[Review]: "An Octoroon" Is A Thought Provoking Twist On Slave Narratives Featured

Friday, 15 September 2017 14:17 Written by  Published in Stage Read 293 times
[Review]: "An Octoroon" Is A Thought Provoking Twist On Slave Narratives David Cooper
An Octoroon signals the Shaw Festival’s shift to bringing edgier content to the stage.

This play within a play, written by African-American playwright Branden Jacobs-Jenkins and directed by Peter Hinton, goes beyond entertainment to challenge audiences. Jacobs-Jenkins bases his story on master of melodrama Dion Boucicault’s 1859 production The Octoroon about a plantation owner who falls in love with a woman of mixed heritage.

In Boucicault’s time, with people of colour barred from the stage, white actors in blackface played characters of African descent. Today, that practice is deemed highly offensive, but Jacobs-Jenkins successfully flips the script, placing a Black man in whiteface, a white man in redface, and an Indigenous man in blackface.

An Octoroon feels blatantly absurd, but then again so is institutionalized racism and slavery. With that underlying premise, the show goes on with a play so memorable, it sits on your psyche, ruminating and revealing itself, at times abruptly, even days after you’ve seen it.

“We are very careful in rehearsal of the play that we didn’t take the painting of the face lightly,” says actor André Sills. “For me, going into whiteface gives me the opportunity to let people see what I see when I see racism.”

Sills stars in An Octoroon as BJJ, the namesake character of Jacobs-Jenkins who wrote himself into the drama. The original playwright Boucicault would act in his own plays and Jacobs-Jenkins wanted to pay homage and have his own voice represented.

In BJJ’s epic and angry opening monologue, where he treats performance as a form of therapy, he explains that in his attempt to re-imagine Boucicault’s original, white actors refused to represent the white characters claiming the story was too melodramatic.

“It's the racist nature that underlines the world of plantation life that was scaring those white males away,” says Sills. They used “the cover of melodrama to stay away from the play.”

To fill the vacant roles, BJJ dons whiteface to play two slave owners—George and M’Closky—eventually acting in both roles at once. Interestingly, notes Sills, George, the protagonist, says the n-word far more times than the villain, M’Closky. This contrast, and many other parts of this play, will leave audiences questioning who the real heroes in this story are if there are any at all.

“It’s meant to shock, to provoke, to shake you up...It forces people to have the conversation of racial injustice or basically the way we treat people,” says Sills. “The original play was written in 1859, but it’s very apparent as to why it still needs to be staged now in 2017.”

In the main storyline, George inherits the plantation Terrebonne in Louisiana from Judge Peyton and falls in love with Zoe (Vanessa Sears), Peyton’s biological daughter by an enslaved woman. Zoe is an octoroon, meaning one-eighth Black, making it illegal for her and George to marry as an interracial couple. They face bigger problems when due to Judge Peyton’s financial mismanagement, George stands to lose both his land and Zoe, who legally belongs to the estate.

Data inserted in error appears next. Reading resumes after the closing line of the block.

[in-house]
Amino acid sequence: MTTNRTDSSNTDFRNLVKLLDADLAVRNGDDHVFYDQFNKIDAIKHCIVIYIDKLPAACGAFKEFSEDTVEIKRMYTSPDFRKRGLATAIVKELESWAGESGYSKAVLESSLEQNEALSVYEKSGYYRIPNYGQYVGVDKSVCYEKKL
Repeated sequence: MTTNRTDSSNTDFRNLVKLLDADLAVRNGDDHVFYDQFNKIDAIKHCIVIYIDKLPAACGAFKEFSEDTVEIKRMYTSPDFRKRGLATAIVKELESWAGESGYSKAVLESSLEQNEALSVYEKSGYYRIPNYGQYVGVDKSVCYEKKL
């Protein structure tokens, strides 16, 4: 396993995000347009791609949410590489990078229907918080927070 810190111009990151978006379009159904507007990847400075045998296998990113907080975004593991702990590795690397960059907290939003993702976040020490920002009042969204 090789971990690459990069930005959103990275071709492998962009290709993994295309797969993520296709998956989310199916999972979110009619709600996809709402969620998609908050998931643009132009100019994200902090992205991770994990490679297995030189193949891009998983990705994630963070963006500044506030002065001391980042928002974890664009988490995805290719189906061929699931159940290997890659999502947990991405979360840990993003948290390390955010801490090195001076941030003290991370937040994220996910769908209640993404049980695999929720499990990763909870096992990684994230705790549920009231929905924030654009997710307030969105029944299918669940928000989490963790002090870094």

M’Closky, out to possess Zoe, sabotages George’s chances to save the Peyton plantation. Though owning another person is abuse in itself, M’Closky is known especially for his violent control, and Zoe and the plantation’s enslaved residents go to lengths to avoid falling into his grasp.

Lisa Berry and Kiera Sangster own the stage as the two witty and worried housemaids, Dido and Minnie, respectively. Their modern speech, a contrast to typical slave narratives, is an intentional reminder that neither the playwright nor the audience actually knows how slaves spoke.

Expect more of the unexpected in this performance, from significant profanity to a killer soundtrack. “Strange Fruit”,  a mournful song about lynching, first made famous by Billie Holiday, will hit you the hardest. Yet, it is tracks of modern-day, black musical successes like Beyoncé, Rihanna, Drake and Lil Jon and the East Side Boyz that stand in starkest contrast to the racism and oppression of plantation life the play portrays—but perhaps that’s the point.

“We need to be reminded of the power of theatre,” says Sills. Though the original play looks back at plantation life in the South, he adds, “this version is challenging the lenses in which we see the world.”

An Octoroon feels infinitely complex, and is the kind of play you’ll be talking about for years. The conversations that this play will spark are a prime example of how a writer can start a story, but it’s up to the audience to finish it.

“This is something everybody should see because it’s a theatrical spectacle of a play,” says Sills. “Whatever you can do to wake people up, to examine themselves, will only help the world get a little better.”

An Octoroon is playing at the Shaw Festival in Niagara-on-the-Lake until October 14.

Last modified on Saturday, 16 September 2017 00:29
Ruane Remy

Ruane Remy is a writer, editor and interviewer in Toronto, Canada. She enjoys writing about people, their fascinating work and her encounters with arts and culture in the city. She holds a master’s degree in Journalism from Ryerson University and a bachelor’s degree in Professional Writing from York University.

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